Since this has the potential to be one of those long rambling type of posts I shall post a tl;dr upfront. This post talks about:
- A scenic route to Portland
- Pink Roses
- The interstate
It also establishes the following scientific fact:
There exists more than one variety of roses that is odourless.
Portland: Scenery 101
One fine (fine (adj): gloomy, rainy, typically Washington) Saturday I headed down to Portland. The straight way to go there is 191 miles on the Interstate 5. Driving on the I5 is like writing a program to reverse a string. You know you can do it. It is boring. So, yours truly took the route shown below (enter it into a GPS as Redmond to Portland via Randle and Cougar). The awesomeness along this route includes:
- Many pretty lakes
- Twisty, turny, curvy mountainous roads
- Lesser traffic once you get out of Pullllayyalallayayyalip
- Gorgeous scenery
I started off from Redmond at around 9-ish in the morning. The first part of the drive till I got out of Pulllayyalllayyyyallllayyyyalllayyylip was boring and mundane and trafickky. The drive and the scenery picks up once you hit Eatonville. (Yes – Eat-ton-ville – there are many poor jokes there that I shall desist from making J).
Breakfast (a meal often under-rated and skipped in favour of an early lunch) was a subway. [Yes, I did eat an entire subway J.]
The food itself was not very special. However, you shall not be left wanting for a scenic place to stop and eat the food at on this route. One such place is Alder Lake. It’s a huge, big-ass lake.
Hmm, that description does not do justice to the meal.
Let me try again.
Breakfast consisted of 6-inch, oven roasted chicken on bread infused with Italian herbs and cheese. The sky was overcast. The clouds looked ominous. The mists clung to the mountain tops. The wind was nippy. The lake was calm.
Hmm, still not good enough.
Yep, that’s better.
About 20 miles further is the little logging hamlet of Morton. Now, when you are driving along and you hit a stop sign and there’s a board proclaiming the existence of a place called “The Bean Tree” that has been serving “Morton’s best coffee” there is a slight iccha (I do not know an equivalent English word for that) to try it out. IANAL but I think a disclaimer is required here. I cannot say anything about any other coffee shop in Morton. However, “The Bean Tree”, I shall not contest that claim. The coffee was indeed rather nice.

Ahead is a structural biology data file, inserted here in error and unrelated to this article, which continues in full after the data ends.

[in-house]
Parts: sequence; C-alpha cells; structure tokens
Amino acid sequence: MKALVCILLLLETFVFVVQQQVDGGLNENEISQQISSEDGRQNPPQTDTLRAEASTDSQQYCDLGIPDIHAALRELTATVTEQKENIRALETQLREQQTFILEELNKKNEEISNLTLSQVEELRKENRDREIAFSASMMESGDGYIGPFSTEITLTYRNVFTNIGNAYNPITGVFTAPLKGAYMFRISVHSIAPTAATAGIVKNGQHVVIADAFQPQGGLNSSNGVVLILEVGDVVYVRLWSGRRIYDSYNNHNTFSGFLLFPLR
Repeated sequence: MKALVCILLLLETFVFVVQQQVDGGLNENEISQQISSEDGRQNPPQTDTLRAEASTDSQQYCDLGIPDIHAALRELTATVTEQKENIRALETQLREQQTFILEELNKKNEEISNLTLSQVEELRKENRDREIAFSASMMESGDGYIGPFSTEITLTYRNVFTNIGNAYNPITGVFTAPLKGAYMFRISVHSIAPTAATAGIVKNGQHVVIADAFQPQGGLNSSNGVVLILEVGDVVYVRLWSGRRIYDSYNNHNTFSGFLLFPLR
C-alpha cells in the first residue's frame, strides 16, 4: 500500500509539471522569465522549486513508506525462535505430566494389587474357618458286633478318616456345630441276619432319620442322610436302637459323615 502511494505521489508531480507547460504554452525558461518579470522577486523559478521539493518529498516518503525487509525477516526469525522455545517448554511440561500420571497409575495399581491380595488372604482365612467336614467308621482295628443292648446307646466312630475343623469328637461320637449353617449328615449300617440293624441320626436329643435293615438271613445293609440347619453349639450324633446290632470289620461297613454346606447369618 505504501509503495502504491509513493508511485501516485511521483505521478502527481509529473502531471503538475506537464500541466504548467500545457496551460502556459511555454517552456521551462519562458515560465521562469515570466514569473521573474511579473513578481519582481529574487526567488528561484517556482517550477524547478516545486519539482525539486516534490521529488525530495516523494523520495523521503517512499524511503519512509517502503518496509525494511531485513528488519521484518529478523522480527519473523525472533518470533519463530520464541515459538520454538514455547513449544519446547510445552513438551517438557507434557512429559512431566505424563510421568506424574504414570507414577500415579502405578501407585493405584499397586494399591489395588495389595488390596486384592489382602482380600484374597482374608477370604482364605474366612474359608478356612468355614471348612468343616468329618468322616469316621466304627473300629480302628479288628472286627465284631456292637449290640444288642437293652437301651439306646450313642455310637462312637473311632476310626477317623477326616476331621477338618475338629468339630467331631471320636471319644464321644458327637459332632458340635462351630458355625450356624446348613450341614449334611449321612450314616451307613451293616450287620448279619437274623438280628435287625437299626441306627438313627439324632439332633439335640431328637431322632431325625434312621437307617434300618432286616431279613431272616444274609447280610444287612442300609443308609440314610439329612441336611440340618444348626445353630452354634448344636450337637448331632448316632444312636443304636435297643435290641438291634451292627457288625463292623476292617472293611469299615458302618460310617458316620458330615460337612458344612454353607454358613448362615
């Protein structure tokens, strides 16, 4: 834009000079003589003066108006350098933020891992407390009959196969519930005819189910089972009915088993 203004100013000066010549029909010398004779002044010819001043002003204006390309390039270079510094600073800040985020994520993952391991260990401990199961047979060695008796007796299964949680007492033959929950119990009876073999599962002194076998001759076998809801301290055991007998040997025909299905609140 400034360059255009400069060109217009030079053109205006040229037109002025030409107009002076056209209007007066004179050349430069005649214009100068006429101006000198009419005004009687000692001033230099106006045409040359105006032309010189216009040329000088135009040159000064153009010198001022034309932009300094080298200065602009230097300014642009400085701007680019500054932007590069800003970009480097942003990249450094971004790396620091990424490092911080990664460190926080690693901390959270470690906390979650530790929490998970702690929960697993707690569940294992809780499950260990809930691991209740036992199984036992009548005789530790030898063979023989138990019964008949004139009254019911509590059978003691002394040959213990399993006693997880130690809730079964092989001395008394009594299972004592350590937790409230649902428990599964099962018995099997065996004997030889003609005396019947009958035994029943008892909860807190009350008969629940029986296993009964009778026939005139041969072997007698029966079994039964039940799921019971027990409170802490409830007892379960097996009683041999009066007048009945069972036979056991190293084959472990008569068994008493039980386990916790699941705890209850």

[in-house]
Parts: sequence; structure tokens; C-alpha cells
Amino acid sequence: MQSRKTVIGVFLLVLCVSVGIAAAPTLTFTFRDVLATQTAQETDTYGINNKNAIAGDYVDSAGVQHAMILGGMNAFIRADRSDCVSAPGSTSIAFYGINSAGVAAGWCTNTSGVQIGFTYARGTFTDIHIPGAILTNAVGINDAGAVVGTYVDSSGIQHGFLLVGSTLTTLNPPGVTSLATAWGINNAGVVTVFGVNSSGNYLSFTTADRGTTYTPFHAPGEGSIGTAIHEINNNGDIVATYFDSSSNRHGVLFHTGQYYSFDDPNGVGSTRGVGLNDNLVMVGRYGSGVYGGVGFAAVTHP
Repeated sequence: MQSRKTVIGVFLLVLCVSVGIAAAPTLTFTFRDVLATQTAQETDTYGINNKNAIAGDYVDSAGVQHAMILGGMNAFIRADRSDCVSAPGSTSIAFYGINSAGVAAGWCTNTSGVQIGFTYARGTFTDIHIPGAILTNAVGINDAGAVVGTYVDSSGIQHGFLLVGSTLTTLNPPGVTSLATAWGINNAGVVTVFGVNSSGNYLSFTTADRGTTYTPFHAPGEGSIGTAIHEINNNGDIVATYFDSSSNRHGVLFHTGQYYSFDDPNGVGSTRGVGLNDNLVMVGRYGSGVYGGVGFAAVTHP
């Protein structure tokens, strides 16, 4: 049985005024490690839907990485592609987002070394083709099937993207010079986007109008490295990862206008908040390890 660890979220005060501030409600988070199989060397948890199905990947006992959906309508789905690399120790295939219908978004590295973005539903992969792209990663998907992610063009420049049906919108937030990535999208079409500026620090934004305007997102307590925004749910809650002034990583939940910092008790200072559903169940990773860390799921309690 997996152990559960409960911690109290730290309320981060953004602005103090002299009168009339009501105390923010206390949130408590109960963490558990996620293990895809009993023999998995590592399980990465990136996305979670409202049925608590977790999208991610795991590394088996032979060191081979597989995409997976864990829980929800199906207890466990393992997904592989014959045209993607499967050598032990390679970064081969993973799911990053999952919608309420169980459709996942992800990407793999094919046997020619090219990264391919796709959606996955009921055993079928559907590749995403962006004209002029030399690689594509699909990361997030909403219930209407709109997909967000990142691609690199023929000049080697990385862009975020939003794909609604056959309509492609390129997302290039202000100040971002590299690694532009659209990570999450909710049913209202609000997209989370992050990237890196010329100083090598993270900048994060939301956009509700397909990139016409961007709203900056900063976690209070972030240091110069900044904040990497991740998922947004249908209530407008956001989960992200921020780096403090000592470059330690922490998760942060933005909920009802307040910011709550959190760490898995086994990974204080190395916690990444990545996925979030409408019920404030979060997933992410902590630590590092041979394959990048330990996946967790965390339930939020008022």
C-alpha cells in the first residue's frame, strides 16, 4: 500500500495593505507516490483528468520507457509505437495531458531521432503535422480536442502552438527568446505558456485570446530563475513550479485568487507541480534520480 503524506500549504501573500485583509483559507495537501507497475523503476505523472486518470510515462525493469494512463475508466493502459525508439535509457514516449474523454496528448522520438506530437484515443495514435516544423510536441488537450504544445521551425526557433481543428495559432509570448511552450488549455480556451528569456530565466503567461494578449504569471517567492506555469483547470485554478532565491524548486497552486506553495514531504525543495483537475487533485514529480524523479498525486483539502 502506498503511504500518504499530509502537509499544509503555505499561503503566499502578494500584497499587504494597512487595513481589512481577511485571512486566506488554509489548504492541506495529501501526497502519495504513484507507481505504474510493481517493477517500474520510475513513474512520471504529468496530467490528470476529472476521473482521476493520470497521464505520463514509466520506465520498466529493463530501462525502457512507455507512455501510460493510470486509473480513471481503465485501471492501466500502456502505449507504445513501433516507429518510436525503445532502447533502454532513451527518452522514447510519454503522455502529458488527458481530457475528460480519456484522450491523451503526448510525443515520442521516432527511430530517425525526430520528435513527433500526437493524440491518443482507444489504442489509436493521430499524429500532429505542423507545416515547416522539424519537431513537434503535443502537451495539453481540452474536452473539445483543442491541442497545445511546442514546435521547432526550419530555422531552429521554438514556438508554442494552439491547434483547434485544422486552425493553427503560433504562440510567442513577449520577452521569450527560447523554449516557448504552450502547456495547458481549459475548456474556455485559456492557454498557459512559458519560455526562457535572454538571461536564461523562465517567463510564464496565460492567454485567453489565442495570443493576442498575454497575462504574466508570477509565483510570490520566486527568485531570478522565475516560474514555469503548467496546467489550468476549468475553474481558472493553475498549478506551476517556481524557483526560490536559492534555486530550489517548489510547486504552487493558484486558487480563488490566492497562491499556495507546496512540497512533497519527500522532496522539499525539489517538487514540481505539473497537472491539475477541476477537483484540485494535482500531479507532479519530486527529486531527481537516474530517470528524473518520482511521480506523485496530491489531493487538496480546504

The next 100 miles or so were on NF-25. NF-25 is a road through the mountains. It is an excellent road. It has these little twists and turns. It also has bigger and more sweeping twists and turns. It is flanked on both sides by gorgeous green. There are stretches where the trees form an archway around the road. There are countless occasions when you go around a bend and say “aaah” or “woah” or “daaamn”. I liked this road. There are again some incredible pictures but I did not take those with my phone so I don’t have them lying around.
Halfway through NF-25 there is a turn to go towards “Windy Ridge” and “Mt. St. Helens”. I’ve never been there. One of the advantages of not having a concrete, set in stone plan is that you can do what you want. The whole drive through to Windy Ridge added about an hour to the trip. It was again a very nice drive. Unfortunately, it was a cloudy day. There was mist and fog. I haven’t seen fog like that since when I was in school and it was 8AM on a winter Delhi day and I’d be hoping that school’s shut for the day. The fog meant driving slowly. Worse, it prevented us from seeing any of thesheer drops and other magnificent scenery that was probably a few feet away from the edge of the road.